longer lenses that have tripod mounts, the camera and lens assembly can be slid
forward and backward to help achieve better balance. Virtually any Arca style camera
body plate or lens plate, from any manufacturer, can be used with any other
manufacturers clamp.
The other style quick release is known as a ‘captive’ style. This is what all the Manfrotto
tripod heads use. Here, the plate fits into a pocket on the top of the head. As such, it’s
fixed. Depending on the head chosen, the size and shape of the pocket varies. You
have to be sure to purchase the correct accessory plates to match your tripod head.
Assembling the head to the legs –
The heads referenced above come with a 3/8” female thread for mounting to the tripod.
The tripods come with a 3/8” male thread either on the top plate or the center post.
Simply thread the head onto the legs or center post. A drop of blue loctite could be
used to make sure the head doesn’t loosen easily. The blue loctite will allow the parts
to be separated if you need to take them apart. In the case of mounting a Manfrotto
head on Manfrotto legs/center post there’s another thing to be aware of. The bottom
surface of the head, where the screw hole is, is made up of a series of ramps. On the
bottom of the center plate / center post there are three set screws with slot heads.
Thread the head onto the center plate / center post, then turn the assembly up side
down and tighten the three set screws. The set screws will prevent the head from
unscrewing. In this instance, the loctite is not necessary on the 3/8” thread.
Assembling the quick release plate to the camera or lens –
The Manfrotto lens plates are marked on the bottom with an arrow and the word ‘lens’.
Be sure that the arrow points in the same direction as the lens. Tighten the fastener as
tight as you can. I think it’s virtually impossible to over tighten this screw. As stated
above, this plate should never come off the camera or lens. The worst thing is to have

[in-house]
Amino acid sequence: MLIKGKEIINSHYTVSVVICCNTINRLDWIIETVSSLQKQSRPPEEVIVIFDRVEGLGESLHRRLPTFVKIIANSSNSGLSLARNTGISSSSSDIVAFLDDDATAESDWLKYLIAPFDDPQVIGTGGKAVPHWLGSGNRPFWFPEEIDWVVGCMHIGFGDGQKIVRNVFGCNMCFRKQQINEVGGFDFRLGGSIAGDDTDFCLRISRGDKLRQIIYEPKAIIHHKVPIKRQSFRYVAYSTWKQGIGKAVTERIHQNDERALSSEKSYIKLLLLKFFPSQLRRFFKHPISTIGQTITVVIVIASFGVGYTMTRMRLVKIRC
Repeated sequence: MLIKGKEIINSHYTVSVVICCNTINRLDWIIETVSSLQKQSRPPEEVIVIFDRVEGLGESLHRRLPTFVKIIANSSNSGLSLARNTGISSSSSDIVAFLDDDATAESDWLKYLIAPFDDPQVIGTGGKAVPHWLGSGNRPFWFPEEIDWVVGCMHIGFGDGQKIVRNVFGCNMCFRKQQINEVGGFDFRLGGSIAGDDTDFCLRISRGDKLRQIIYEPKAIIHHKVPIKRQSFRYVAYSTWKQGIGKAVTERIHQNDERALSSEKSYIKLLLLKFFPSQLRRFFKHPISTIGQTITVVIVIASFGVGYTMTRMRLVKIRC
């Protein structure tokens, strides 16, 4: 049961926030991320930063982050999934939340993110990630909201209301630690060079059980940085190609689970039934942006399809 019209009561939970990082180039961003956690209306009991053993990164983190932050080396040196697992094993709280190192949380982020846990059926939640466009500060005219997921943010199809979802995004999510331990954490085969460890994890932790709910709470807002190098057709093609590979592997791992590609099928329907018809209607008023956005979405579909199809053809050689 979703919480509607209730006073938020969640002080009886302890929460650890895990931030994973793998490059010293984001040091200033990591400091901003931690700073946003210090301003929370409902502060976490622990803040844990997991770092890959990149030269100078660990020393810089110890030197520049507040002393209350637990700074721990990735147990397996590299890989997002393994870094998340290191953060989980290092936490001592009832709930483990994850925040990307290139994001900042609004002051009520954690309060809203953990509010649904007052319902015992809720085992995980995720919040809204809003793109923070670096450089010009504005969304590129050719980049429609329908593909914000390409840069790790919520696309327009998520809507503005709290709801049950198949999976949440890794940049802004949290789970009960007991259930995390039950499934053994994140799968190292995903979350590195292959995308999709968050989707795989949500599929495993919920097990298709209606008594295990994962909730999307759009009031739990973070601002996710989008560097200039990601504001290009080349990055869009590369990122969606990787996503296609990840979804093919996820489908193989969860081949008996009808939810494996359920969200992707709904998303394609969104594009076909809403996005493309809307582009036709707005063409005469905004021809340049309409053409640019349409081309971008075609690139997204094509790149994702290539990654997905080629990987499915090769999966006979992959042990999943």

this work loose. It means you can’t be sure of a rigid set up. A less than rigid set up
leads to unsharp photos.
Arca style lens and camera plates are generally secured with a screw that needs a 5mm
allen wrench to tighten and loosen. You can really bear down with the allen wrench.
Keep the wrench in the camera bag for safe keeping.
In the field –
Finally now to the nitty gritty of how to handle this 3 legged snake.
Firstly, always extend the lowest leg section first. If the camera position demands it,
extend it all the way out before extending the next lowest leg section. And so it goes ‘till
all are fully extended. Reason for this method is when the tripod is set up and you need
to make a small height adjustment, it can be made in the uppermost leg section rather
than stooping to adjust the lower section.
So how do I physically go about extending the legs? I hold the tripod in my right hand
(personal preference) so that it’s pretty well balanced. Then extend my arm so that with
my left hand I can work the leg locks. Unlocking one leg only, I extend that legs lowest
section and then lock it in place. If I need to extend another section of the same leg, I
do it now. Notice, the location of the second lock is in virtually the same place as was
the first. Extend the second section and lock it in place. Now, I will generally set the
extended leg on the ground and basically balance the tripod over this leg. With the leg
supporting the weight, I can easily extend the other legs, following the same procedure,
‘till all are about the same length. I can now make adjustments to one leg (usually) to
compensate for a slope if necessary. What I aim to achieve here is the camera platform
being approximately level. I want the camera to be roughly in the center of the legs, not
way to one side or the other. This is unstable. Next, I’ll attach the camera to the head.